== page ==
The Yankees, however, have become very adept at finding under-the-radar international talent, and turning smaller bonus players into top prospects. Severino, for example, signed for $225,000 as an amateur. Jorge Mateo signed for $250,000. Top outfield prospect Estevan Florial signed for $200,000. The big seven-figure bonuses like $3M for Sanchez get all the attention, but it’s those small bonus signings that make a big difference in the long run.

The Yankees have Donny Rowland, who returning to the organization in 2007 and has been their director of international scouting since 2014, and his army of scouts in Latin America to thank for that. Despite being limited to $300,000 bonuses during the 2015-16 and 2016-17 signing periods, the Yankees landed several interesting power arms who make up their next wave of pitching prospects. A partial list:

  • RHP Roansy Contreras: Signed for $300,000 in July 2016.
  • RHP Deivi Garcia: Signed for $100,000 in July 2015.
  • RHP Rony Garcia: Signed for an undisclosed bonus in July 2015. (Had to be $300,000 or less.)
  • RHP Luis Medina: Signed for $280,000 in July 2015.

All four of those pitchers have received quite a bit of attention recently. Contreras was considered the top pitching prospect in the Dominican Republic during the 2016-17 signing period. Jim Callis said Medina has the highest ceiling of any pitching prospect in the system. Both Deivi (“One of the Yankees’ brightest low-level arms“) and Rony (“(He) shouldn’t be anonymous for long“) Garcia received glowing reports from Baseball America recently.

Also, the Yankees have traded for several lower level Latin American arms within the last year, most notably RHP Albert Abreu and RHP Jorge Guzman, both of whom came over in the Brian McCann trade. Also, RHP Juan De Paula was part of the Ben Gamel trade. De Paula and especially Guzman have seen their stock rise considerably this year, and I have no doubt Rowland and his staff were consulted during trade talks. The international scouting department had eyes on these guys long before the Yankees traded for them.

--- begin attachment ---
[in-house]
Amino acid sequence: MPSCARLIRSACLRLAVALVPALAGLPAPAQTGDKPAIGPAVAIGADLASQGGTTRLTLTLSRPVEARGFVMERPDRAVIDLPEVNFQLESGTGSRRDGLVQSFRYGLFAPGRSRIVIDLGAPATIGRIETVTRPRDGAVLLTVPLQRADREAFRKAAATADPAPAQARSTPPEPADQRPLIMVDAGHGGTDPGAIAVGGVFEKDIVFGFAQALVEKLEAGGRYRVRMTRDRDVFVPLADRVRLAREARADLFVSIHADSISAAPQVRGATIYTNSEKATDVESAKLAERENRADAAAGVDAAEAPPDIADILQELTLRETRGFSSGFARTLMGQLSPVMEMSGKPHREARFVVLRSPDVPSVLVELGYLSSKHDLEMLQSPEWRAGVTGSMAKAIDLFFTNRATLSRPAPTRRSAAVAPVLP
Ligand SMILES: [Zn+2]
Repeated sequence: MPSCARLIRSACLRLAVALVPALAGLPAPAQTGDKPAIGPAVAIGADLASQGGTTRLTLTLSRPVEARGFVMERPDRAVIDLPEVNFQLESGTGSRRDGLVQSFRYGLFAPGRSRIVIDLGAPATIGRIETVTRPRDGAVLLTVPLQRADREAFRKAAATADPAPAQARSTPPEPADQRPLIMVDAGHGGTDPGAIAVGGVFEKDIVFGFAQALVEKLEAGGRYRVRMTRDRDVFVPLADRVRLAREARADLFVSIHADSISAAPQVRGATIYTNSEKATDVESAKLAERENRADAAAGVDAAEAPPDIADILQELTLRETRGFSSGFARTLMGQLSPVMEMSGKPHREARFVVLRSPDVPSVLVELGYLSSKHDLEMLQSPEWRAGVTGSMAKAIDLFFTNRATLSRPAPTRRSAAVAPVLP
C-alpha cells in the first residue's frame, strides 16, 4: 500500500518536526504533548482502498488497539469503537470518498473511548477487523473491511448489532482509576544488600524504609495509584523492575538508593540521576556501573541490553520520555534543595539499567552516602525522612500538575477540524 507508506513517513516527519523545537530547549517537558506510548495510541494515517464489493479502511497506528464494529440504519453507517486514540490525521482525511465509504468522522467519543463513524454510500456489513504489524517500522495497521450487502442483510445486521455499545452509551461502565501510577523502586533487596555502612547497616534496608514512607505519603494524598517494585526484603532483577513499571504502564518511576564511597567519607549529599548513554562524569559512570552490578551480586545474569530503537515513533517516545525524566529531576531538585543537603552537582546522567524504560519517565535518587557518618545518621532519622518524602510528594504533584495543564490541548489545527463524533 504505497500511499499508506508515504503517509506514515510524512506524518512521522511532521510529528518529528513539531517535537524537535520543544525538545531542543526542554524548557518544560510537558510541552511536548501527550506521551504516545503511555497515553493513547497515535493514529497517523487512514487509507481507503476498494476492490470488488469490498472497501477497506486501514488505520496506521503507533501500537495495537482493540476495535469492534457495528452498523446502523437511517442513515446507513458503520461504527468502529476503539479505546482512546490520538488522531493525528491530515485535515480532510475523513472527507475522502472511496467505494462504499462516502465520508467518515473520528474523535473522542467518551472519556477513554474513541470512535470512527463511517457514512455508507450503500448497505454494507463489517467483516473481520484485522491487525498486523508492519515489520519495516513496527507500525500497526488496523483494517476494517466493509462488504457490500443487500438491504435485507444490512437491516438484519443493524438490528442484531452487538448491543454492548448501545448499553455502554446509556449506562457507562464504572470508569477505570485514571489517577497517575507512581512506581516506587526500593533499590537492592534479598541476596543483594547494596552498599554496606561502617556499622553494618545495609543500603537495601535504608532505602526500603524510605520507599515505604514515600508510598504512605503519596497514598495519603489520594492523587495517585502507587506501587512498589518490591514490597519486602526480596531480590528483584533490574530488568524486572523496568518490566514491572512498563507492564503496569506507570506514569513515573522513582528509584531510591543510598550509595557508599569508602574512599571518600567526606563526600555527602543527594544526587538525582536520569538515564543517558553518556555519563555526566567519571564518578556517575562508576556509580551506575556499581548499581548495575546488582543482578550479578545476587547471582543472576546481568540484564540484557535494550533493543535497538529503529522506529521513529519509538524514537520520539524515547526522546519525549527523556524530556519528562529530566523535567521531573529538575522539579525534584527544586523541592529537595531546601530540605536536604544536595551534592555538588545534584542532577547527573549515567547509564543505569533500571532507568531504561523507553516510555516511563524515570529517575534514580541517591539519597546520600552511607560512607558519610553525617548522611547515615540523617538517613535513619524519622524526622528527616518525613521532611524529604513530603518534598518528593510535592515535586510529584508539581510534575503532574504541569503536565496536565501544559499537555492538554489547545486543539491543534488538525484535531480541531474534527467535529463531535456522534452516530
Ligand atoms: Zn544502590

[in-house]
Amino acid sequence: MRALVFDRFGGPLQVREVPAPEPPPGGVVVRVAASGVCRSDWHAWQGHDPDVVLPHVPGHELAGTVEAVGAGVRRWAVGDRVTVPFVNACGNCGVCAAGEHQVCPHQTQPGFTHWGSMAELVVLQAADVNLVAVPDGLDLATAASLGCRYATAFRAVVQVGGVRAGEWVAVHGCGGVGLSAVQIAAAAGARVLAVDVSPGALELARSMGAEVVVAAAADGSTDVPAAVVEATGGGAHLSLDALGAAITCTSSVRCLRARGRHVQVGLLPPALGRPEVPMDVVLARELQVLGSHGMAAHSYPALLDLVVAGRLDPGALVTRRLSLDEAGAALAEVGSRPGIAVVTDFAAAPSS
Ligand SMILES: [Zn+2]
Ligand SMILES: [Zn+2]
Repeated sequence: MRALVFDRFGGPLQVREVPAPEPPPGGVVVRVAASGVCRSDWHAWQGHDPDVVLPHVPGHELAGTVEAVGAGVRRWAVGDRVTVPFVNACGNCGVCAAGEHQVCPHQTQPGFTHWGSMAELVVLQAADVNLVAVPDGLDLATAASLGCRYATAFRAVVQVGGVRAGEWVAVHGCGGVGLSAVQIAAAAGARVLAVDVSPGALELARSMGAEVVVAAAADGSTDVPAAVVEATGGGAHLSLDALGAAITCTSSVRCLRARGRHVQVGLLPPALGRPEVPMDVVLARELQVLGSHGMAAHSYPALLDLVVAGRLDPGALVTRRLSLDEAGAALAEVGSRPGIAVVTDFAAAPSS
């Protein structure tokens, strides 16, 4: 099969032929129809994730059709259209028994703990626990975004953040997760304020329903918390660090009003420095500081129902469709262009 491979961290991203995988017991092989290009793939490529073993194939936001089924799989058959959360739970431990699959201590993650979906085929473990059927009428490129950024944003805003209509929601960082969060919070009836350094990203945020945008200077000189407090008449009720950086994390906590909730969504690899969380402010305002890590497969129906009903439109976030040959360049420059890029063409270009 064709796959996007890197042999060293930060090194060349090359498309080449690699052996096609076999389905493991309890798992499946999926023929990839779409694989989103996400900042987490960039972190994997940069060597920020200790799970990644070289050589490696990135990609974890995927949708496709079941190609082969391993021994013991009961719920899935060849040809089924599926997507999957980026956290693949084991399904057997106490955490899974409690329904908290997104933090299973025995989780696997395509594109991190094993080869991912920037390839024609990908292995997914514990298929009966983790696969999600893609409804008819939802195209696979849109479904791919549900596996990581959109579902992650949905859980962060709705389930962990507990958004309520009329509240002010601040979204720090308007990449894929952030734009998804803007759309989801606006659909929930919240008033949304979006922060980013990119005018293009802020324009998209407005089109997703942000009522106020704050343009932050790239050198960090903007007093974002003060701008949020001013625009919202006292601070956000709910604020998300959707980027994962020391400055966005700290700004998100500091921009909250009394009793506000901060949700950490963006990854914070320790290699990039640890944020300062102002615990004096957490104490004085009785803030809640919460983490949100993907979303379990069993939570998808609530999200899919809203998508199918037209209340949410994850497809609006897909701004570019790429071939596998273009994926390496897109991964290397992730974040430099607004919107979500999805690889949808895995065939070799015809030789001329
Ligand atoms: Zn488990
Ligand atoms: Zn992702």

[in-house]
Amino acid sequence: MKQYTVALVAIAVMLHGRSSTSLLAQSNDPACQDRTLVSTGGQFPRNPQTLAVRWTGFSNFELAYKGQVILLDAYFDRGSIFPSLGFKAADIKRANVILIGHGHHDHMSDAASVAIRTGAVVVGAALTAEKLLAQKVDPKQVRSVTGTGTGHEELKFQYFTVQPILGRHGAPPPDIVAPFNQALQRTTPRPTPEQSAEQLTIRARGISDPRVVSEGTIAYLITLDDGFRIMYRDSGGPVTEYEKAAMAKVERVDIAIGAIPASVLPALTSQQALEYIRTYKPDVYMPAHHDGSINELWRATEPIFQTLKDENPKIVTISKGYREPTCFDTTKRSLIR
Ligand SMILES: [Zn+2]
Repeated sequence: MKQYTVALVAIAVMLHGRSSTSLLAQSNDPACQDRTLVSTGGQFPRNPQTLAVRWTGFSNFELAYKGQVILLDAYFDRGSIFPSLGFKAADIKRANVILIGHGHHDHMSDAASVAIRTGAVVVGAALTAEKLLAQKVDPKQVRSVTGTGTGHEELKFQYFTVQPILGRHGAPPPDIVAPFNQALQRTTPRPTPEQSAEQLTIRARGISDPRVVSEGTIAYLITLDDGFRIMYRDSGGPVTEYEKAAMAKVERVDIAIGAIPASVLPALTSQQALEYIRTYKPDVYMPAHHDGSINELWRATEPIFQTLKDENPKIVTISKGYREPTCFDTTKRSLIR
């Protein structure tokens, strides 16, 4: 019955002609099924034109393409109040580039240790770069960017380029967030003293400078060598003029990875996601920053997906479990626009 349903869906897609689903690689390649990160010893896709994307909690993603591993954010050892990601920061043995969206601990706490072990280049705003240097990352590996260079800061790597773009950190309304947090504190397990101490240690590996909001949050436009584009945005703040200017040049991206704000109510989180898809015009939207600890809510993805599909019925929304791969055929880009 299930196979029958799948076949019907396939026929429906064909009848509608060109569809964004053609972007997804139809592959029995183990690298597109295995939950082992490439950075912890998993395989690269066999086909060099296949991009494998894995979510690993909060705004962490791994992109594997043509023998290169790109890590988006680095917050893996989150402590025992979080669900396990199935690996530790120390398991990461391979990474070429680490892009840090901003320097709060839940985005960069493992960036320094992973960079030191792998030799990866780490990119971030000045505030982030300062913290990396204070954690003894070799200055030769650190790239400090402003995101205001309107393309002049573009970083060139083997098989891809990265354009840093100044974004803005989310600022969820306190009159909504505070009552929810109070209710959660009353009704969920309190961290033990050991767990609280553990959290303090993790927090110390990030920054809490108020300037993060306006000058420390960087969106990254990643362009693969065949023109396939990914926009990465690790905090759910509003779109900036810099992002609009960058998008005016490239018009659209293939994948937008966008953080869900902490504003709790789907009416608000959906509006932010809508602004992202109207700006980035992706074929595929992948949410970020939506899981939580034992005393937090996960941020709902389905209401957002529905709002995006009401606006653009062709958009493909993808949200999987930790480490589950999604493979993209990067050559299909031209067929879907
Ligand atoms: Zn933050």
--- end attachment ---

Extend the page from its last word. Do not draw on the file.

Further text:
This group doesn’t include RHP Domingo Acevedo ($7,500 bonus in October 2012) or RHP Freicer Perez ($10,000 bonus in December 2014), both of whom received small bonuses, but not while the Yankees were held to the $300,000 bonus maximum. Both are among the better pitching prospects in the system — Acevedo figures to make his MLB debut at some point next season — and both signed for relative peanuts. They’re just two more examples of how well the Yankees identify under-the-radar international talent.

It would be unwise and unfair to expect any of these pitchers to turn into another Severino. Severino has been a top ten pitcher in baseball this season and, as long as he stays healthy, he has the ability to remain a top ten pitcher for several years. It’s hard to expect that from any prospect, no matter how good. The hope is several of these Latin American arms will turn into useful big leaguers or trade chips. These days teams take lower level prospects back as the headliners in trades more than ever before. It might not be long before the Yankees cash these guys in.